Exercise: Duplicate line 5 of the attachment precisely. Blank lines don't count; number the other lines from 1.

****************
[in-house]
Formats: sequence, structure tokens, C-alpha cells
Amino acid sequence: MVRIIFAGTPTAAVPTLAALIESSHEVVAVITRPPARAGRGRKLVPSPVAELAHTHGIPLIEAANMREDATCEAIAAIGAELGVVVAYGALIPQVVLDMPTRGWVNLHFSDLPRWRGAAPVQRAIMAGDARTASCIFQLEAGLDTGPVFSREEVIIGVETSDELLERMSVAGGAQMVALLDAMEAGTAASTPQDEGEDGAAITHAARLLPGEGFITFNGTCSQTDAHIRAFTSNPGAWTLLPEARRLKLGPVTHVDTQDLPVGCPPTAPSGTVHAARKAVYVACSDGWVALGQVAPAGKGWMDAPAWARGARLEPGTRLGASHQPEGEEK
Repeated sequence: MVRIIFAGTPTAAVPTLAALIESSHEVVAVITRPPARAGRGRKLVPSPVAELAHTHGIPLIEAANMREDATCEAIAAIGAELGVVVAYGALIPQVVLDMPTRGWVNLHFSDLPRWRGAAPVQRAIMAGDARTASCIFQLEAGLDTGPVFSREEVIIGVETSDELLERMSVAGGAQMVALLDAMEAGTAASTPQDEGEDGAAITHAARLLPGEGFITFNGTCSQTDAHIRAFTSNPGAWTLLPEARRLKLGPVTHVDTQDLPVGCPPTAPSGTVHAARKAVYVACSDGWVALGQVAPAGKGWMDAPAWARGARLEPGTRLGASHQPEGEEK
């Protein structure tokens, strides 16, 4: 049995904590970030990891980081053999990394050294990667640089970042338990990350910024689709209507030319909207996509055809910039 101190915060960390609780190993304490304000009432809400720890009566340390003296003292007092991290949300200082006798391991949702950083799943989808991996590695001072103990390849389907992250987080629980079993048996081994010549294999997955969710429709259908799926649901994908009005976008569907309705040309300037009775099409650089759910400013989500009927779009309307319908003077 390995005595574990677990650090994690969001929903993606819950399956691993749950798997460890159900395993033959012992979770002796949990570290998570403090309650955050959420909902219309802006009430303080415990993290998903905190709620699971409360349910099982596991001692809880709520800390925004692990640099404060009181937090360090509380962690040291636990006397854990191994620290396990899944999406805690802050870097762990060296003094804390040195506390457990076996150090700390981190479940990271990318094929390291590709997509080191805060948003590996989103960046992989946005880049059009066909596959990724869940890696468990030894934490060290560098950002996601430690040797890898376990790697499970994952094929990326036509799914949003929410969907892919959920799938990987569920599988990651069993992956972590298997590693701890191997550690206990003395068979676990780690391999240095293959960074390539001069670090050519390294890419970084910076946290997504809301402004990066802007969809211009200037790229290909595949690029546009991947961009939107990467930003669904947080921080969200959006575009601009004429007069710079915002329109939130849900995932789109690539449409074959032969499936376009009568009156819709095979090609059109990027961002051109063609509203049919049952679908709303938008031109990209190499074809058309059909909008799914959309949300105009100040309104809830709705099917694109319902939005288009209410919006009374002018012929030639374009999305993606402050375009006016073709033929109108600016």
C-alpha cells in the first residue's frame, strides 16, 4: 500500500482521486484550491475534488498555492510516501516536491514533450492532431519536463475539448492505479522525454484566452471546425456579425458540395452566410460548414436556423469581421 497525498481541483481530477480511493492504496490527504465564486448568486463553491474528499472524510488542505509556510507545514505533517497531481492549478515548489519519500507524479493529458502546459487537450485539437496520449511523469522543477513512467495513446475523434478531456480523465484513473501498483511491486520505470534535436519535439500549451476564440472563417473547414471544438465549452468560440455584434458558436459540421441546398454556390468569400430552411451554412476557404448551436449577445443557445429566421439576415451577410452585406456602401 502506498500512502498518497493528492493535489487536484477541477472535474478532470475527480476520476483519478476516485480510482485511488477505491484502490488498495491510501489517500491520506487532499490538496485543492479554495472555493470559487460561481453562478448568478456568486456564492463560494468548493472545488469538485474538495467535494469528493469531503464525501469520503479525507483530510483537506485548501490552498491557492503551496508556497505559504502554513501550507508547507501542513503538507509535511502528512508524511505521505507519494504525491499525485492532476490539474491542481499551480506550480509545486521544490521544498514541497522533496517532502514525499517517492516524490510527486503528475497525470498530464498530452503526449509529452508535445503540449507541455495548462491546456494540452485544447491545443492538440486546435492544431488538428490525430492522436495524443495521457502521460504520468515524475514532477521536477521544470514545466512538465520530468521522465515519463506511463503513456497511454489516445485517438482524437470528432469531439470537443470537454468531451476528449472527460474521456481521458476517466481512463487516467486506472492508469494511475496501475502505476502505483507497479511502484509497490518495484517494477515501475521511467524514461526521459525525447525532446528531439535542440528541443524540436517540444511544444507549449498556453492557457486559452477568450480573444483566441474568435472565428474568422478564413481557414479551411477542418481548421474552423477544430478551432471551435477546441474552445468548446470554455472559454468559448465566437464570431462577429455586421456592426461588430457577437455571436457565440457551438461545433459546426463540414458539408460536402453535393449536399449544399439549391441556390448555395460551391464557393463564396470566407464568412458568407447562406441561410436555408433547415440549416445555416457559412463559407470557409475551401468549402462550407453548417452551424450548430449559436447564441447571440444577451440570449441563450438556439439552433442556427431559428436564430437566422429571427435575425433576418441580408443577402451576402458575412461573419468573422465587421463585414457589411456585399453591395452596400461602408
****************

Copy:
């Protein structure tokens, strides 16, 4: 049995904590970030990891980081053999990394050294990667640089970042338990990350910024689709209507030319909207996509055809910039 101190915060960390609780190993304490304000009432809400720890009566340390003296003292007092991290949300200082006798391991949702950083799943989808991996590695001072103990390849389907992250987080629980079993048996081994010549294999997955969710429709259908799926649901994908009005976008569907309705040309300037009775099409650089759910400013989500009927779009309307319908003077 390995005595574990677990650090994690969001929903993606819950399956691993749950798997460890159900395993033959012992979770002796949990570290998570403090309650955050959420909902219309802006009430303080415990993290998903905190709620699971409360349910099982596991001692809880709520800390925004692990640099404060009181937090360090509380962690040291636990006397854990191994620290396990899944999406805690802050870097762990060296003094804390040195506390457990076996150090700390981190479940990271990318094929390291590709997509080191805060948003590996989103960046992989946005880049059009066909596959990724869940890696468990030894934490060290560098950002996601430690040797890898376990790697499970994952094929990326036509799914949003929410969907892919959920799938990987569920599988990651069993992956972590298997590693701890191997550690206990003395068979676990780690391999240095293959960074390539001069670090050519390294890419970084910076946290997504809301402004990066802007969809211009200037790229290909595949690029546009991947961009939107990467930003669904947080921080969200959006575009601009004429007069710079915002329109939130849900995932789109690539449409074959032969499936376009009568009156819709095979090609059109990027961002051109063609509203049919049952679908709303938008031109990209190499074809058309059909909008799914959309949300105009100040309104809830709705099917694109319902939005288009209410919006009374002018012929030639374009999305993606402050375009006016073709033929109108600016």